Discovery of a Major D-Loop Replication Origin Reveals Two Modes of Human mtDNA Synthesis

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Science  17 Dec 2004:
Vol. 306, Issue 5704, pp. 2098-2101
DOI: 10.1126/science.1102077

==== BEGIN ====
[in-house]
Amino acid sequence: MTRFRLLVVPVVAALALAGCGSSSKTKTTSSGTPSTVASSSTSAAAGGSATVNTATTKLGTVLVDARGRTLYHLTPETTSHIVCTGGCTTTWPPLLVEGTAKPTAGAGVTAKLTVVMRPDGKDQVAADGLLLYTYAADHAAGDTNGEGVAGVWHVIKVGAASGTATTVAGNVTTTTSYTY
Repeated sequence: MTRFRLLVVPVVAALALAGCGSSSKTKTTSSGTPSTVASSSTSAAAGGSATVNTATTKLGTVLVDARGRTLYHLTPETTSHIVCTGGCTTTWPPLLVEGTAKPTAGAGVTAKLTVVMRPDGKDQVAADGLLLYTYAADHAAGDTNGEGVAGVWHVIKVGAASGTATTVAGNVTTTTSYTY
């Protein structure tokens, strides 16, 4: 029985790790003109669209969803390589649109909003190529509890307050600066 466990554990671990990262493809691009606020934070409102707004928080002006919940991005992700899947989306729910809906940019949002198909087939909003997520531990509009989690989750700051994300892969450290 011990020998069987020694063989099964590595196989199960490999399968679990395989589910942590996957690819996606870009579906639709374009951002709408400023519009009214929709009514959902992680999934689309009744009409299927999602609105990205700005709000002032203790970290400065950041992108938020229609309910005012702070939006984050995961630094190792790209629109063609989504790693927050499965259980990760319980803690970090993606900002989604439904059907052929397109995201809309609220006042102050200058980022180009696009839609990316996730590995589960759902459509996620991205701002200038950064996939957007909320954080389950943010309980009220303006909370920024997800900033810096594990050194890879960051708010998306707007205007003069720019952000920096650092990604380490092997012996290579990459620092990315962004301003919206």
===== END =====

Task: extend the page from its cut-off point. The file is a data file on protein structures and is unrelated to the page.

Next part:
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Mammalian mitochondrial DNA (mtDNA) replication has long been considered to occur by asymmetric synthesis of the two strands, starting at the multiple origins of the strand-displacement loop (D-loop). We report the discovery of a major replication origin at position 57 in the D-loop of several human cell lines (HeLa, A549, and 143B.TK) and immortalized lymphocytes. The nascent chains starting at this origin, in contrast to those initiated at the previously described origins, do not terminate prematurely at the 3′ end of the D-loop but proceed well beyond this control point, behaving as “true” replicating strands. This origin is mainly responsible for mtDNA maintenance under steady-state conditions, whereas mtDNA synthesis from the formerly identified D-loop origins may be more important for recovery after mtDNA depletion and for accelerating mtDNA replication in response to physiological demands.

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